Oracle co-founder and CEO Larry Ellison is to purchase 98pc of Lanai, a small Hawaiian island made famous from its past pineapple plantations.
Ellison, one of the world’s richest people (Forbes ranked him as the world’s sixth richest person this year) has so far declined to comment on the acquisition of the island, but Hawaii’s State Governor Neil Abercrombie has publicly stated Ellison’s involvement in the deal.
Abercrombie said the island’s current owners, Castle & Cook, have already filed a transfer application with the state’s Public Utilities Commission.
Lanai itself is the sixth-largest of the Hawaiian islands. It has been coined the Pineapple Island, because of its past use for pineapple plantations. It was once the world’s chief grower and exporter of pineapples under the leadership of James Dole, owner of Dole Foods.
With one main city (Lanai City), today, the island hosts three luxury hotels, including a Four Seasons Resort at Manele Bay. According to the tourist website GoHawaii.com, Lanai boasts a population of around 3,193 people and only 30pc of its roads are paved.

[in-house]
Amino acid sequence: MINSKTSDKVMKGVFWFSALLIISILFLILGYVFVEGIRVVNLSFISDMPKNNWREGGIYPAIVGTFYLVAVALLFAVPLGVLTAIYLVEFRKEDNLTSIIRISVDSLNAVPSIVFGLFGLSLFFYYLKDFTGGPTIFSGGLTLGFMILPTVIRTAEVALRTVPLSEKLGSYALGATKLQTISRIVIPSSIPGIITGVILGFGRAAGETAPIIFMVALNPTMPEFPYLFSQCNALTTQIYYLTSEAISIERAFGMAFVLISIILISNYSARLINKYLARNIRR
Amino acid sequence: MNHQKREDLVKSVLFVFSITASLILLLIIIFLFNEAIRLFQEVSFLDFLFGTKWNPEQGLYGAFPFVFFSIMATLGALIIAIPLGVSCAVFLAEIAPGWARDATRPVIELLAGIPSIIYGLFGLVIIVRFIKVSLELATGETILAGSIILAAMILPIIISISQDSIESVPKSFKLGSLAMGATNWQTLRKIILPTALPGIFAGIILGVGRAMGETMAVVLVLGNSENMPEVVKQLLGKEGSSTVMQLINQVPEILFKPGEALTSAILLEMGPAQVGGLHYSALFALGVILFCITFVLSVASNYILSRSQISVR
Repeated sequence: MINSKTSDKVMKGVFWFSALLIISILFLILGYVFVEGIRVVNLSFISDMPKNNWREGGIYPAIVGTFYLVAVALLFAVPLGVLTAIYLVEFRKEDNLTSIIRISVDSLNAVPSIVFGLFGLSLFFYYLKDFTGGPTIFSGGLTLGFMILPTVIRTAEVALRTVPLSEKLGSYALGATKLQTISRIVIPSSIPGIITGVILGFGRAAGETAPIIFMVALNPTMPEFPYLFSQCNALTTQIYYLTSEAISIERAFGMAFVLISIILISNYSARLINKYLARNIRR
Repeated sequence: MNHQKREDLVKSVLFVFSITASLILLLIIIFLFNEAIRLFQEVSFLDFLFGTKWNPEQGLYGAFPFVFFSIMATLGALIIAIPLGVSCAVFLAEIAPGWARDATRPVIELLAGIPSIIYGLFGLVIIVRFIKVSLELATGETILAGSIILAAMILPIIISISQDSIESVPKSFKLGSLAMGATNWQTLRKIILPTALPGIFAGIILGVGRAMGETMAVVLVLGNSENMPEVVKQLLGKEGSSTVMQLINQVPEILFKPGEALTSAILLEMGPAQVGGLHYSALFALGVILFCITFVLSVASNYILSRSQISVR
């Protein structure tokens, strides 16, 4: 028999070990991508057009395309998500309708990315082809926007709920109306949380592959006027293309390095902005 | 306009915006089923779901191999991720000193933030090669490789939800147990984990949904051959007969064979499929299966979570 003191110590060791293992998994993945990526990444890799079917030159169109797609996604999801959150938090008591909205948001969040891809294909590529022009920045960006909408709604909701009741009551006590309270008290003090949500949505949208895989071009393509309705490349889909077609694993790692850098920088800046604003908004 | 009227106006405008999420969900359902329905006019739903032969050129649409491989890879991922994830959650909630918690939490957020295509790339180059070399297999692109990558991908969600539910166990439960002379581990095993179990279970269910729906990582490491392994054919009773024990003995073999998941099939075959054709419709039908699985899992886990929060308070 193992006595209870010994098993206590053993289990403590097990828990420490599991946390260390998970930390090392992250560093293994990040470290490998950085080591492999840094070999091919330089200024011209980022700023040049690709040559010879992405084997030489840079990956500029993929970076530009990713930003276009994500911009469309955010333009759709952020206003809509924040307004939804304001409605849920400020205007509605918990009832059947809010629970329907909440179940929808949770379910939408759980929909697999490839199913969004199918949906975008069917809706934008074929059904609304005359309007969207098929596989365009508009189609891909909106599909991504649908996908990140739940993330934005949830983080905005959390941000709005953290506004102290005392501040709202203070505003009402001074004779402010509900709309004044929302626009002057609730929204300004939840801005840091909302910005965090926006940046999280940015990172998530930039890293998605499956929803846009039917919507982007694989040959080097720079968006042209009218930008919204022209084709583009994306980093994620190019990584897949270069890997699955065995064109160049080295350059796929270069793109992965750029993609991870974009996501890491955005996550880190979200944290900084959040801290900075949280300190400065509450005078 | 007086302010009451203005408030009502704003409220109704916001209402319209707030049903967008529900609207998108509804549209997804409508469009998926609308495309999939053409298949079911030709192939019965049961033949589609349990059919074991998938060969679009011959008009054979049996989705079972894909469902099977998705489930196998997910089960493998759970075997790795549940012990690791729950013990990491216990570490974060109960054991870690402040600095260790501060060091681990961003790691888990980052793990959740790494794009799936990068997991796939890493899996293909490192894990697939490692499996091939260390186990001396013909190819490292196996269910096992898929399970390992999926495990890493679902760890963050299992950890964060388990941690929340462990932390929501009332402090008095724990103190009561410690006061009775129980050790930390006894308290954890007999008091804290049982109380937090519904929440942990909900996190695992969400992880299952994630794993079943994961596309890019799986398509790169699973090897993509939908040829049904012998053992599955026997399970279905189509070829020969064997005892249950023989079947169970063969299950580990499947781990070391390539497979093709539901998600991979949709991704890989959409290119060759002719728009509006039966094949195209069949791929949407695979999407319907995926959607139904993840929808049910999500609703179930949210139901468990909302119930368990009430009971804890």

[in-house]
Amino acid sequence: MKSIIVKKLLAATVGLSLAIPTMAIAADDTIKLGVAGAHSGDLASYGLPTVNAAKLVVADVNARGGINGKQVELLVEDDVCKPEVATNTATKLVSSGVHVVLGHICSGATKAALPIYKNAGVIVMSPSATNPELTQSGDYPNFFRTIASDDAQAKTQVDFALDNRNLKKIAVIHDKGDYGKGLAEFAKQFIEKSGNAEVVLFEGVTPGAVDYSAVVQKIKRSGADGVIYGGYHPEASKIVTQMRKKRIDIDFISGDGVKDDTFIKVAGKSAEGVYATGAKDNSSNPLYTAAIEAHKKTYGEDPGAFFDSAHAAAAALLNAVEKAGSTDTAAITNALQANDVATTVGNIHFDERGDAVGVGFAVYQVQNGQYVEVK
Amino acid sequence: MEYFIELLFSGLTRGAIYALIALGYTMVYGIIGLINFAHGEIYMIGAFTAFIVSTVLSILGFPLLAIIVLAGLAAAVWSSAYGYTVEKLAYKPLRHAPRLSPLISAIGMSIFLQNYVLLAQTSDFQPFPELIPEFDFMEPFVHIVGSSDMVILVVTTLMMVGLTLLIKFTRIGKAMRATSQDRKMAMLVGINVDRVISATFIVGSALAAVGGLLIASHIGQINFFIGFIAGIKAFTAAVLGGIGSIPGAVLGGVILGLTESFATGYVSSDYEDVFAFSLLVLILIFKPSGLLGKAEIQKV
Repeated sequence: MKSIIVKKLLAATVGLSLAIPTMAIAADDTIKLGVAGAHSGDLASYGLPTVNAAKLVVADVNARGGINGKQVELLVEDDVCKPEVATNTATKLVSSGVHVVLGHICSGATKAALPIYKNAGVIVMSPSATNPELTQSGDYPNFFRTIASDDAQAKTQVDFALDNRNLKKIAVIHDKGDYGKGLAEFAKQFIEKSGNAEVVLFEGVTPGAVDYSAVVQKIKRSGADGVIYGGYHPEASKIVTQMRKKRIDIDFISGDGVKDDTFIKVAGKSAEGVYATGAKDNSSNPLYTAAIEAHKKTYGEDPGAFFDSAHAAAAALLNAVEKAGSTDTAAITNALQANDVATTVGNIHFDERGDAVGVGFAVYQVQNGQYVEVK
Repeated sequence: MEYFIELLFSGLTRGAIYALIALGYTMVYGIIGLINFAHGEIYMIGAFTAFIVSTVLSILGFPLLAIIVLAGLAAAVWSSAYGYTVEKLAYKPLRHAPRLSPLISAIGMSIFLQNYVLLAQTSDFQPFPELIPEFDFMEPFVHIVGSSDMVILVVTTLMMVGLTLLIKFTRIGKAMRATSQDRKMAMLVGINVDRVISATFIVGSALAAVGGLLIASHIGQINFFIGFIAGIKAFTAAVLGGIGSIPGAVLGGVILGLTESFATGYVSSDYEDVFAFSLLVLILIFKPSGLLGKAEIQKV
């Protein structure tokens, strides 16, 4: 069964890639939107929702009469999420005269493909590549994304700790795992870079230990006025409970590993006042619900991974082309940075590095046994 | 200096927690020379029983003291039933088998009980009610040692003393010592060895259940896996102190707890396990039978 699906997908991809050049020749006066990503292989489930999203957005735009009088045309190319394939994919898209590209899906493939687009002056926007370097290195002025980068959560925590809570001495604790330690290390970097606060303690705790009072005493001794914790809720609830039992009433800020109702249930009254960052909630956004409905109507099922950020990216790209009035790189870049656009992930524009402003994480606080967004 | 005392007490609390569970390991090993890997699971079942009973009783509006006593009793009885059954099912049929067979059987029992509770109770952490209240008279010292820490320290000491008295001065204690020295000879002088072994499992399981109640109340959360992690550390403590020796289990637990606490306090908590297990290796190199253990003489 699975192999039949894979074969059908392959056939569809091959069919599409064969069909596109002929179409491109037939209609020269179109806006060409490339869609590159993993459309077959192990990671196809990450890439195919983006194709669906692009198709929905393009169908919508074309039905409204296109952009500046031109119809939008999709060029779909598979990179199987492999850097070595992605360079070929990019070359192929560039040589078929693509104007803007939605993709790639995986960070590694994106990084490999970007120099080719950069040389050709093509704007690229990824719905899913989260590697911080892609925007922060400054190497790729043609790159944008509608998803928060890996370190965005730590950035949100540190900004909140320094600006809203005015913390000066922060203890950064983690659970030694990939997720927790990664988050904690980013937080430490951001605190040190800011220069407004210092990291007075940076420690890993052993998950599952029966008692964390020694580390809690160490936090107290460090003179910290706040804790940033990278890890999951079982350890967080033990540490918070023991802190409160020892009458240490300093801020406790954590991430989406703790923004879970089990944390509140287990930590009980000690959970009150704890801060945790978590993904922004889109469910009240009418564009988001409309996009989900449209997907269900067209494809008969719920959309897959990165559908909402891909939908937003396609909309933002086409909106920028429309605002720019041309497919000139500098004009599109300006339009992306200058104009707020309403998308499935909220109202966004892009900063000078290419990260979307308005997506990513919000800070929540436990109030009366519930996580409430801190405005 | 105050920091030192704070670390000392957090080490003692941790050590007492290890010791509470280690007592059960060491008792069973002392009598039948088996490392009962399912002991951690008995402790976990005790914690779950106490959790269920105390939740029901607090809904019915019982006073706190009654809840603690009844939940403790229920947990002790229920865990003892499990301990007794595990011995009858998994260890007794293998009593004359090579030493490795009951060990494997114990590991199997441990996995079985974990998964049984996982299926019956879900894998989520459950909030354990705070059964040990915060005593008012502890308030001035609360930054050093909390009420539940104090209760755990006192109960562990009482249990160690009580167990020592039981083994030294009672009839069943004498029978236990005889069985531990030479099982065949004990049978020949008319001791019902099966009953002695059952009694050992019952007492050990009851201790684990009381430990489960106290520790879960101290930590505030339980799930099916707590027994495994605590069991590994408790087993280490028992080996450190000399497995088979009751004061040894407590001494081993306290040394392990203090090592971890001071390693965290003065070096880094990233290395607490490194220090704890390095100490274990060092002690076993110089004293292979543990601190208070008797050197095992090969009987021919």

The island itself covers 227 sq kilometres and has around 80 kilometres of coastline and no traffic lights.
Ellison himself co-founded Oracle in 1977 in Redmond City, California. According to Forbes, as of March 2012, the 67-year-old had a net worth of US$36bn, which would make him the world’s sixth richest person, and America’s third wealthiest citizen, in the Forbes rich list ranking.
Outside of Oracle, Ellison has a huge interest in sailing and America’s Cup. He is the financier of the BMW Oracle racing team, which won the 2010 America’s Cup.
He recently sold his super yacht, Rising Sun, to record executive David Geffen, the founder of Geffen Records, reportedly for US$300m. It’s apparently the eighth-largest yacht in the world.